So it's not going to be, there's a writing standard and now you have an opportunity to create an interpretive dance or make a poster. I need you to write, but what prevents students from being able to write is they don't have any ideas. So there might be opportunities or options to work with me for a writing conference or a list. But ultimately I want students to write about what they want to write about. It might be that they don't know how to start their writing. So I might provide options to use sentence stems. They might be able to write it in a blog or to be able to write it by hand or to use voice to text and so the flexibility is really based on what is the outcome and how do I get all students there, but we have to look beyond the academic outcomes because I might say, this student I know I can predict that there's going to be some students who really struggle with the stamina of sticking with this assignment. So I want to make sure that there's options to take breaks.

               I know that there's going to be some students who are going to do this research and potentially trigger themselves. So before we even go into that work, I want to talk to them about if you find yourself researching in a space that you're uncomfortable. I feel that way too. Let's talk about some ways, you know here's some things that you can say to me, here's some things that you can do right away and then also making sure that students have access to things in their own language that they can bring in their own ideas. That's all really important, but it's so planful and much of the curriculum that we use has not gone through all of that really planful intentional work. So it does require us to know about which barriers our students are facing and that's a very difficult to do when we're not elevating and celebrating their voices, the voices of their families and the voices of their community. Because I can only eliminate barriers that I know about and as a middle-class educated white woman, I am not going to pretend to know about the lives of all the students that I serve without allowing them to share with me what it is they need.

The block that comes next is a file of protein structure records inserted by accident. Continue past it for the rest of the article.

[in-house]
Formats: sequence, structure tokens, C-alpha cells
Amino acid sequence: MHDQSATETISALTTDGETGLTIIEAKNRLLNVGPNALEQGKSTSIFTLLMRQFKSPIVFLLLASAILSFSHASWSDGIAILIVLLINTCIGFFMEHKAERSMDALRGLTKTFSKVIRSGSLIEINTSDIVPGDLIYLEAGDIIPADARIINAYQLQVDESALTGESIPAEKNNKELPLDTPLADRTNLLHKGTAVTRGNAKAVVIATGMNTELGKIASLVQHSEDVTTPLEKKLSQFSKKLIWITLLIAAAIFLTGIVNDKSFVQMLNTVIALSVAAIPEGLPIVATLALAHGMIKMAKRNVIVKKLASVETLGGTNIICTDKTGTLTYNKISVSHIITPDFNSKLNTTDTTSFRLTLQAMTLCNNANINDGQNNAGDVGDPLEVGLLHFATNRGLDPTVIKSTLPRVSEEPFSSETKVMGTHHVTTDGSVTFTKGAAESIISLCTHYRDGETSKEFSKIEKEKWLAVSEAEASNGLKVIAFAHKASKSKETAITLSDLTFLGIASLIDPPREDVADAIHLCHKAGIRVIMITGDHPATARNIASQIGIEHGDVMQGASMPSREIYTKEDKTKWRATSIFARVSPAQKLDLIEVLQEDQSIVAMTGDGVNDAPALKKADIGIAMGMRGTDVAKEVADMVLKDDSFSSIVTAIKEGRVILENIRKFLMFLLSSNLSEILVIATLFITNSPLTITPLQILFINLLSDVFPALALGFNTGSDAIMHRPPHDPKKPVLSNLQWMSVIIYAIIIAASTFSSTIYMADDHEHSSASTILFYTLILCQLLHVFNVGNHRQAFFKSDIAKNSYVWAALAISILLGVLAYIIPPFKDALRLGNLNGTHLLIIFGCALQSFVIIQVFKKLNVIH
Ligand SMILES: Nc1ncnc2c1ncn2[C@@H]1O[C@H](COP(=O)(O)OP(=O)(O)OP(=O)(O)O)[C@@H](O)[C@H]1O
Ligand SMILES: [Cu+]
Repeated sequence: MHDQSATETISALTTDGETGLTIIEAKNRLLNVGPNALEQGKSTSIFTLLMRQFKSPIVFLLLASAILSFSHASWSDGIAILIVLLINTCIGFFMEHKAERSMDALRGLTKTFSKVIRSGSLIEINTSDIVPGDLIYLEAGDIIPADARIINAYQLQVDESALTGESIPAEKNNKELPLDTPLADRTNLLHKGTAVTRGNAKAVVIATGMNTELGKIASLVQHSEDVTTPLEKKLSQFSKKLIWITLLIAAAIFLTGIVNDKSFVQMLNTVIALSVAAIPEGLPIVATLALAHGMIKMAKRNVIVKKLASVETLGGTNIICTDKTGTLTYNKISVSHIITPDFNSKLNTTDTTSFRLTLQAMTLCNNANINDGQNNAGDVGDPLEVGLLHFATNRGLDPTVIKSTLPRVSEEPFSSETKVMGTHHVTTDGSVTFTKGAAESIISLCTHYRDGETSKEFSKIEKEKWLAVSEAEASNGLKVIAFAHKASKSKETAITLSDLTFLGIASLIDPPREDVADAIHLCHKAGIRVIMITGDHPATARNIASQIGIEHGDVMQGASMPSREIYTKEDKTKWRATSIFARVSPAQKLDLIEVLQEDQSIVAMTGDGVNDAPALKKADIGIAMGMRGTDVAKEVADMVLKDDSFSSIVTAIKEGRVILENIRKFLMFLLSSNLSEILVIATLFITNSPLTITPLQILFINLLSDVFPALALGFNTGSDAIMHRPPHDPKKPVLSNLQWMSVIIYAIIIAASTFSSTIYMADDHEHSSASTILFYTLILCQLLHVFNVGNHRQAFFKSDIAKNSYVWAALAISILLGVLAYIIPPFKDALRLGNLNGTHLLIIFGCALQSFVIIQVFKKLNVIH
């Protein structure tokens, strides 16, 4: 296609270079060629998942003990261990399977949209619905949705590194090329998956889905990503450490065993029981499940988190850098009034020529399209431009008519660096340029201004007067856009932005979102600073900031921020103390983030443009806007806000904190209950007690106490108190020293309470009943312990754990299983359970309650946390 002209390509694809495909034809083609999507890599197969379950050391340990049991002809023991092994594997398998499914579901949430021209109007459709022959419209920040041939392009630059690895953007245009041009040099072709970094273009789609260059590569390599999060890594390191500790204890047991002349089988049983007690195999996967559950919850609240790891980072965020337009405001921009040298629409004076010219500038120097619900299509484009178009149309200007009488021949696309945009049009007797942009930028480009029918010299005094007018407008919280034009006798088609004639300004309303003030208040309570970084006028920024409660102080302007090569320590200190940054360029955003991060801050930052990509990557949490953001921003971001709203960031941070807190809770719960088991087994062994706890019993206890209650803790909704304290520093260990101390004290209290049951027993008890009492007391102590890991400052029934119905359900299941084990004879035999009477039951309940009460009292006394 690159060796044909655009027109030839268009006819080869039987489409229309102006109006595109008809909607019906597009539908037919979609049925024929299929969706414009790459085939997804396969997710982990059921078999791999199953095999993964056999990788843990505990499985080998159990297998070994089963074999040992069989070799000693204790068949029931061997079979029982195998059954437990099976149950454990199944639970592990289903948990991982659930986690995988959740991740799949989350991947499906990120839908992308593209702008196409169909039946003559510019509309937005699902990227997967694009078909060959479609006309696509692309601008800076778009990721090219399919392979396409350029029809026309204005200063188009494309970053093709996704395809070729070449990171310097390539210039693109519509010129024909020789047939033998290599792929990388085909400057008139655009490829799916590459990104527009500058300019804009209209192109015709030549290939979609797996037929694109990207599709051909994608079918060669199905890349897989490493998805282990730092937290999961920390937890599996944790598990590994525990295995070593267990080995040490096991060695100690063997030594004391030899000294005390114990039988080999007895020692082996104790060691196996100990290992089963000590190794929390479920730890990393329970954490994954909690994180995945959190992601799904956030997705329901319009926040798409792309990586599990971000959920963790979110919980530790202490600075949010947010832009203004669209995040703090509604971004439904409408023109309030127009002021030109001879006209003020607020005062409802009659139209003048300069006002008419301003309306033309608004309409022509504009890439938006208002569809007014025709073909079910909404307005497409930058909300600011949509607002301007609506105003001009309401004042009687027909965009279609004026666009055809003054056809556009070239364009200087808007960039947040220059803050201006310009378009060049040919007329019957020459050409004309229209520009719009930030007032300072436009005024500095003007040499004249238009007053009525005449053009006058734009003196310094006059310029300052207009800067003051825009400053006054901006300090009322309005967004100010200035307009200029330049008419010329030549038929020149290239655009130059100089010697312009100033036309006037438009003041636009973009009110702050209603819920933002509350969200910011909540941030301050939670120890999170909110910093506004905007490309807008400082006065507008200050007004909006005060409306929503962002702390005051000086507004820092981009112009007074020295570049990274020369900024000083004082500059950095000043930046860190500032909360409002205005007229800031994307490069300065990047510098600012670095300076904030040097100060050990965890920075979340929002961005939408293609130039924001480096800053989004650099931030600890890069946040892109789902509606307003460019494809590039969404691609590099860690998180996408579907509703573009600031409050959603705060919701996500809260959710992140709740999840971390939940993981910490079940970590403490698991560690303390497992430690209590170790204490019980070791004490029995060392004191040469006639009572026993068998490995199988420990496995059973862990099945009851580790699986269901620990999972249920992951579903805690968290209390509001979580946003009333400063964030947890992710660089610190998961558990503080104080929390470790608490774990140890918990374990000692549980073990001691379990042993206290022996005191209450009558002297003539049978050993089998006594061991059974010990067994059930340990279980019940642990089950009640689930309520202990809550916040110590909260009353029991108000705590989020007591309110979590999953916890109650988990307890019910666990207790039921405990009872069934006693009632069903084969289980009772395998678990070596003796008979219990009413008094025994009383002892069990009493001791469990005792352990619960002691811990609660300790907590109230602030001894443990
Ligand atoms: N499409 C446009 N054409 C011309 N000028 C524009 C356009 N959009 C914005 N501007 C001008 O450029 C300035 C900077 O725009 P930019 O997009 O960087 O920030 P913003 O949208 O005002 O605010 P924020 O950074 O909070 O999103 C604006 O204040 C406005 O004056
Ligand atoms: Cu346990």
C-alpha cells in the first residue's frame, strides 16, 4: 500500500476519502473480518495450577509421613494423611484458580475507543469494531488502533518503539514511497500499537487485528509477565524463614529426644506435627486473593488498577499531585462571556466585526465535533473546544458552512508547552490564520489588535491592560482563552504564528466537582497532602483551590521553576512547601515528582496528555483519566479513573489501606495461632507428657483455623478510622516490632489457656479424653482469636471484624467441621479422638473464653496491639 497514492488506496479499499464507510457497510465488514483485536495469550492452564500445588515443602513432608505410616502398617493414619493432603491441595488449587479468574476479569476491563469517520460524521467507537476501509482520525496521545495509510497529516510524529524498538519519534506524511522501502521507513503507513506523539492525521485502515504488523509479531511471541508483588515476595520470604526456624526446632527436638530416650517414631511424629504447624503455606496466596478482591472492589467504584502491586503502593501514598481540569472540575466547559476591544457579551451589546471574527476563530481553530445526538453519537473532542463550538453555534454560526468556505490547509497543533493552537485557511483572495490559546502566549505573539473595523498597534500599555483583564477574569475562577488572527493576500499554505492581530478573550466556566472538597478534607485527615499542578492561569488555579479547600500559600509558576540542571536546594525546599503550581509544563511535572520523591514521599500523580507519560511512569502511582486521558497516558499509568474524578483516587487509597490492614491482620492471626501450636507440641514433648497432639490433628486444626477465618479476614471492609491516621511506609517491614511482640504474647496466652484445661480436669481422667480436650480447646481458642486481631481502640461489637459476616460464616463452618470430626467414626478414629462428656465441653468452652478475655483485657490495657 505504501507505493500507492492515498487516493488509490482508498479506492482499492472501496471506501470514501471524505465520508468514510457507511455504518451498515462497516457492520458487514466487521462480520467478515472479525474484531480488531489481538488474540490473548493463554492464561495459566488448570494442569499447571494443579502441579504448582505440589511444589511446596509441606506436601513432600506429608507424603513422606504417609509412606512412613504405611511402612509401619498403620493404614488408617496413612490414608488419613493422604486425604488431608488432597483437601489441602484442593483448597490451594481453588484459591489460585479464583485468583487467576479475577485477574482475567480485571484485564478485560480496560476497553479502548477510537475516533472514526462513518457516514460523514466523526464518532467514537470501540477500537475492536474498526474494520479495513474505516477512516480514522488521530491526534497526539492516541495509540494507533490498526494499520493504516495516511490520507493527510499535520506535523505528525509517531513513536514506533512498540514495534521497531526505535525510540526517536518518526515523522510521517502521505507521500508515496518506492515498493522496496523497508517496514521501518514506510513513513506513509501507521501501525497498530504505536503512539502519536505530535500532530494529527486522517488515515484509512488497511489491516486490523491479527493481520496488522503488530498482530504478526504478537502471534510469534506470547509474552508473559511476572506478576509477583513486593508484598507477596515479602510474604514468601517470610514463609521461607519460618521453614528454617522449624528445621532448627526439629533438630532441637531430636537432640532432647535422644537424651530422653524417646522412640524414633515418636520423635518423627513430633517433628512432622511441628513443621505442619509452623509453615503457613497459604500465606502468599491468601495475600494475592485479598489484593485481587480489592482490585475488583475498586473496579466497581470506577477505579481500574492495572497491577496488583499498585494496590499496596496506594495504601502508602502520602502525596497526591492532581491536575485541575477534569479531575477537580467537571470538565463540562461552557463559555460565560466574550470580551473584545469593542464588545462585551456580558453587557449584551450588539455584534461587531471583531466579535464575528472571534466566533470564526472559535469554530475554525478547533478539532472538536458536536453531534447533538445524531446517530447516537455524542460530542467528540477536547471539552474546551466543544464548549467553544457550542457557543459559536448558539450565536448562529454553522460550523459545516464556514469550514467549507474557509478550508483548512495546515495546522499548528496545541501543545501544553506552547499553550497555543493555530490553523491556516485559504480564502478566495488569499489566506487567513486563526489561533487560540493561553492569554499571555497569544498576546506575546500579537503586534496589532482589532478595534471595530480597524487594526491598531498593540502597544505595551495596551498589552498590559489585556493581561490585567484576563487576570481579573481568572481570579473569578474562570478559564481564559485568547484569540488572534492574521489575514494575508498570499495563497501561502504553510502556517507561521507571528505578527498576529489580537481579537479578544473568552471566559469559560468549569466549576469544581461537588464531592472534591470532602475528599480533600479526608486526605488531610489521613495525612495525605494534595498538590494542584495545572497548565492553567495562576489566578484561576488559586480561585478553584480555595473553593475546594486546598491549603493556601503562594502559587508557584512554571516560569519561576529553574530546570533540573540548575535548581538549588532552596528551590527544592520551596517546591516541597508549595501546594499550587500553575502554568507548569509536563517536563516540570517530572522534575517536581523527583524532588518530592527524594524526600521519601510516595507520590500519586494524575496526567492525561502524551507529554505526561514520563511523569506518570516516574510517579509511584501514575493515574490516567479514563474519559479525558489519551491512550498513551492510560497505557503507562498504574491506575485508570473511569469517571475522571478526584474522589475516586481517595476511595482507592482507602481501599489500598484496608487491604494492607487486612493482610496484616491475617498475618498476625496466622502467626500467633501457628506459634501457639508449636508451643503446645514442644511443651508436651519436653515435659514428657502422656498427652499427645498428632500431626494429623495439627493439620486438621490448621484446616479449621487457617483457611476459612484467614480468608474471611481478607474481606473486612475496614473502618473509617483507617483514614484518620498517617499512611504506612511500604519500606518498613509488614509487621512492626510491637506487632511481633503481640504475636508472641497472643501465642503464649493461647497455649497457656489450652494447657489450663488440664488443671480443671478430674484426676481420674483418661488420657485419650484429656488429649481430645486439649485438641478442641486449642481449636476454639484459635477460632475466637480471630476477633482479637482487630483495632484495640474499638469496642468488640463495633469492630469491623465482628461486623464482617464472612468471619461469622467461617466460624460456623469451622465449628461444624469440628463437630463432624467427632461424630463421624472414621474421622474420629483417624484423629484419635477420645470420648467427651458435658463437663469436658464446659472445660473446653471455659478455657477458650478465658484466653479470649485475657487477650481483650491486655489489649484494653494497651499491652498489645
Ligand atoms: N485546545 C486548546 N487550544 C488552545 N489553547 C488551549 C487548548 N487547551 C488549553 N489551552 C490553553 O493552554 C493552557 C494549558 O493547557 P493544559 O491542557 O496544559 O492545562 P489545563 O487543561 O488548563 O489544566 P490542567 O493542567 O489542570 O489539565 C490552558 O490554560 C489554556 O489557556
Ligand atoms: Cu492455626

Speaker 1:

I'm loving these answers. Okay. You folks sound like a great pair right here. So I'm glad that you are connected because the two of you are killing it right now. Okay. So Mirko let me build on that. Right. So Katie saying that we got to know the barriers. Okay, and sure we can pull up Ips, we can pull up 504 plans and check some of those things out. But for students who may not have those, all right, what are some ways that we can find out those barriers? I think Katie has really set it up really nice for us to say, "Oh, okay yeah. I need to find out barriers," but how do we do that? What are some steps that we can take?

Mirko Chardin:

Well, I think this is really where we talk about this being self work and us making sure that we don't let ourselves off the hook. I think there are three reflective questions that we share in the text and we talk about as part of what's referred to as the going beyond the access framework that I think are guideposts that help us know first and foremost, are we valuing impact in and through the lives of our students above and beyond adult intentions, you know based on the work and research of Dr. Beverly Daniel Tatum, right? It's all about impact. If it's authentically all about impact, then that brings us back the student voice. We don't authentically know what the work is that we're doing, how it feels or how it's manifesting in our kids' lives, whether it's triggering them, whether it's shutting them down, whether it's making them feel like they can succeed, if we're not gathering their voices.